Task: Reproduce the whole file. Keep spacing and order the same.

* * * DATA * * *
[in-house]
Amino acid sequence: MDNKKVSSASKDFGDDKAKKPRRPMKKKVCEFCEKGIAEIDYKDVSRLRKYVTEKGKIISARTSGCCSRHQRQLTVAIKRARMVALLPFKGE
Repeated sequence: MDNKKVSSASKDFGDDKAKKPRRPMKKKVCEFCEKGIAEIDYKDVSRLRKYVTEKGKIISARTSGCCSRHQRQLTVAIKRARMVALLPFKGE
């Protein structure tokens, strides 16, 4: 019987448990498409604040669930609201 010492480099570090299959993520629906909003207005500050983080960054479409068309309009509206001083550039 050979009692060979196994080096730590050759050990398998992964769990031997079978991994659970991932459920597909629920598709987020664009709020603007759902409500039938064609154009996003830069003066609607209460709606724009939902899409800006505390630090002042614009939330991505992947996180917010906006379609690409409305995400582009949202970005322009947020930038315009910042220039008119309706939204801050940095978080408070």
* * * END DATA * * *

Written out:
[in-house]
Amino acid sequence: MDNKKVSSASKDFGDDKAKKPRRPMKKKVCEFCEKGIAEIDYKDVSRLRKYVTEKGKIISARTSGCCSRHQRQLTVAIKRARMVALLPFKGE
Repeated sequence: MDNKKVSSASKDFGDDKAKKPRRPMKKKVCEFCEKGIAEIDYKDVSRLRKYVTEKGKIISARTSGCCSRHQRQLTVAIKRARMVALLPFKGE
């Protein structure tokens, strides 16, 4: 019987448990498409604040669930609201 010492480099570090299959993520629906909003207005500050983080960054479409068309309009509206001083550039 050979009692060979196994080096730590050759050990398998992964769990031997079978991994659970991932459920597909629920598709987020664009709020603007759902409500039938064609154009996003830069003066609607209460709606724009939902899409800006505390630090002042614009939330991505992947996180917010906006379609690409409305995400582009949202970005322009947020930038315009910042220039008119309706939204801050940095978080408070």